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Of course, this is not true for all engines (after all the pre-2014 F1 engines were 4-stroke and were rpm limited to 18,000 rpm). However, from my experience, 2-stroke engines tend to run at a higher rpm than a 4-stroke engine.

Given a 4-stroke engine only has a power stroke on every other revolution of the crankshaft, surely it would make more sense for it to in fact be 4-stroke engines that run at higher rpm, given it could theoretically run at twice the rpm for the same fuel consumption.

I guess I must be missing something here, because I fail to understand why 2-stroke engines tend to run at higher rpm to a 4-stroke engine?

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Valve train design gets more difficult as RPM goes up, because those valves need to be started and stopped faster, without beating the entire valve train apart. So while there may not be any theoretical reasons that a 4-stroke engine can't turn super-fast, there's just fewer things you have to worry about when you're trying to make a 2-stroke engine turn super-fast.

(And big marine diesels turn at 100RPM. And they're 2-strokes. So there's a counter-example for you).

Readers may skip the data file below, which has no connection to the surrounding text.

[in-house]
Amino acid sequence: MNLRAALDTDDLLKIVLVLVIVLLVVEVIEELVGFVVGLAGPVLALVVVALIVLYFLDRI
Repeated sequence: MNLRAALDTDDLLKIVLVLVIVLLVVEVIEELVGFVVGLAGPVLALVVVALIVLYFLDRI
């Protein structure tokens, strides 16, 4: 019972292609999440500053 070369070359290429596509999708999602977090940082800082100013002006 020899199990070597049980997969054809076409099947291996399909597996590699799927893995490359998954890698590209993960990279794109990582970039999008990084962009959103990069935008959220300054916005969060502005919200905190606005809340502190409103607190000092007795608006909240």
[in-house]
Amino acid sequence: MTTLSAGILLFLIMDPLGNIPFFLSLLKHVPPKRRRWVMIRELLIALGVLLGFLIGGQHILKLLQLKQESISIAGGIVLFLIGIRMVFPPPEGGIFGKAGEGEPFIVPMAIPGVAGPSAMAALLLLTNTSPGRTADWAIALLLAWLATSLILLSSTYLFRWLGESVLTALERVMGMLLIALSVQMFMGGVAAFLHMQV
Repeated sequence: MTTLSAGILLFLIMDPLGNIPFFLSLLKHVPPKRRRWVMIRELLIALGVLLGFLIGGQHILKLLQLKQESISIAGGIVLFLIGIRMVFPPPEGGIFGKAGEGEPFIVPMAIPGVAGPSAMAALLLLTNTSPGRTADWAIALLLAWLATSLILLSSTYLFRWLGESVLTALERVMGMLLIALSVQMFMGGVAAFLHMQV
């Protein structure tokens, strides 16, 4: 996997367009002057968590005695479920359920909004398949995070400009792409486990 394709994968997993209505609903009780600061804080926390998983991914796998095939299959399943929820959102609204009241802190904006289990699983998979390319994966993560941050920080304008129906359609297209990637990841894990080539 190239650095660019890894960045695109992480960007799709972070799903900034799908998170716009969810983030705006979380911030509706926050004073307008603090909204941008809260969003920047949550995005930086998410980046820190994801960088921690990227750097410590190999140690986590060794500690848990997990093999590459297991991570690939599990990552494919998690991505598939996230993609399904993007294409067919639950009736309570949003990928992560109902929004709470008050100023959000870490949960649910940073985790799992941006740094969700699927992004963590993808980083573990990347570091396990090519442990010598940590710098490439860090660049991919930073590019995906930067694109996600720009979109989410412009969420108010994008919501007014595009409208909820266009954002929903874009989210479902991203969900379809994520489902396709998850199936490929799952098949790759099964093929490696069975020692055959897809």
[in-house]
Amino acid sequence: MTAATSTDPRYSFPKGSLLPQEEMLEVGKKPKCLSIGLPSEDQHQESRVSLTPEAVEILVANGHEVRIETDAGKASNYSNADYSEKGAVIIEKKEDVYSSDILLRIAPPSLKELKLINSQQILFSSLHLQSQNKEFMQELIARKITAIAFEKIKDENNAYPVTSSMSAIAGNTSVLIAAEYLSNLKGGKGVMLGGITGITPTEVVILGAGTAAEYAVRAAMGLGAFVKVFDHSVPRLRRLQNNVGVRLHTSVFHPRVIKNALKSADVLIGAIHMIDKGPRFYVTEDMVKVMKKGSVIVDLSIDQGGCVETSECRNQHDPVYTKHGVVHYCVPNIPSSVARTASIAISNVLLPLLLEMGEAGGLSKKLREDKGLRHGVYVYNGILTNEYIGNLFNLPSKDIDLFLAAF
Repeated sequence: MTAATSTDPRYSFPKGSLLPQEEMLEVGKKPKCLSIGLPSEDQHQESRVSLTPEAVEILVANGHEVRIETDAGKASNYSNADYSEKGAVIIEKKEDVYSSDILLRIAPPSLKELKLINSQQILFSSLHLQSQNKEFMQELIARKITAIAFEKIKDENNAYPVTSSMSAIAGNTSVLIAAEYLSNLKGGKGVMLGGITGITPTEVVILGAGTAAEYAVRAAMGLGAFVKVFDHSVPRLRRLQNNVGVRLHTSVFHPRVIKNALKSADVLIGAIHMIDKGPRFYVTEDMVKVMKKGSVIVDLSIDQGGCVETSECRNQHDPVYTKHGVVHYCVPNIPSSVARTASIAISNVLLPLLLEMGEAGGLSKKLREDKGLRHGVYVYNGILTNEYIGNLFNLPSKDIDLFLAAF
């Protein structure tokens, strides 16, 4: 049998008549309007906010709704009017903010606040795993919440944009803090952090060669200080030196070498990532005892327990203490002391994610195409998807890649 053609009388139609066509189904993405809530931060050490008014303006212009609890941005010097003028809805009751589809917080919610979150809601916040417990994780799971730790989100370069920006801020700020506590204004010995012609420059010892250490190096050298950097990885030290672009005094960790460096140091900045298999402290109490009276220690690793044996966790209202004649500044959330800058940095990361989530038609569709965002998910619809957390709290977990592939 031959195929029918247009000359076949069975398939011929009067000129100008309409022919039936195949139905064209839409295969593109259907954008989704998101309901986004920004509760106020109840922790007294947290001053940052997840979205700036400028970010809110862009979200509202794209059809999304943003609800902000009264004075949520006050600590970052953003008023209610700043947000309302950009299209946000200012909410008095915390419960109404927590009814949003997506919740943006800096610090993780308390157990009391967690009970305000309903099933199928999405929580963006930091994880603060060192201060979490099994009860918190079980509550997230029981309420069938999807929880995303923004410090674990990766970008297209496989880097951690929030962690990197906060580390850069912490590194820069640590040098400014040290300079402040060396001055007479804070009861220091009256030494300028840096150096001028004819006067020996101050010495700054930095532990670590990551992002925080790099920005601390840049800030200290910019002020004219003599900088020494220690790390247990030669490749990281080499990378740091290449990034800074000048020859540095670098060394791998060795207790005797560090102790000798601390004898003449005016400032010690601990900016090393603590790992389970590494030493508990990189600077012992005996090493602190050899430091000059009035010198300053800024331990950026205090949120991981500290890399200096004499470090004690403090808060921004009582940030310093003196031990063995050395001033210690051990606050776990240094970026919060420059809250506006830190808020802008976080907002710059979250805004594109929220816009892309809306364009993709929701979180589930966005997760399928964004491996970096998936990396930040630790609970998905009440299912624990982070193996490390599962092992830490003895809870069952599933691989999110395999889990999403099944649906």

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  • $\begingroup$ The acceleration on the valves as they start and stop is hundreds of times the acceleration due to gravity. As you increase the RPM you need stiffer valve springs (or more powerful hydraulics) to stop valve bounce, and stiffer springs mean higher oil pressures to lubricate the cam followers, etc. Doubling the RPM multiplies the forces and accelerations by 4, not by 2. $\endgroup$ – alephzero Apr 9 '19 at 8:50
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Most 2-stroke engines are small (think: weed-eater, model airplane, etc.), which allows them to spin at absurd speeds because the reciprocating masses are small. But once you scale 2-stroke engines up into the ~100HP range, their wide-open throttle RPM is in the 4500-5500RPM range, which is not that different from the redline limit of a four-stroke engine of similar power rating.

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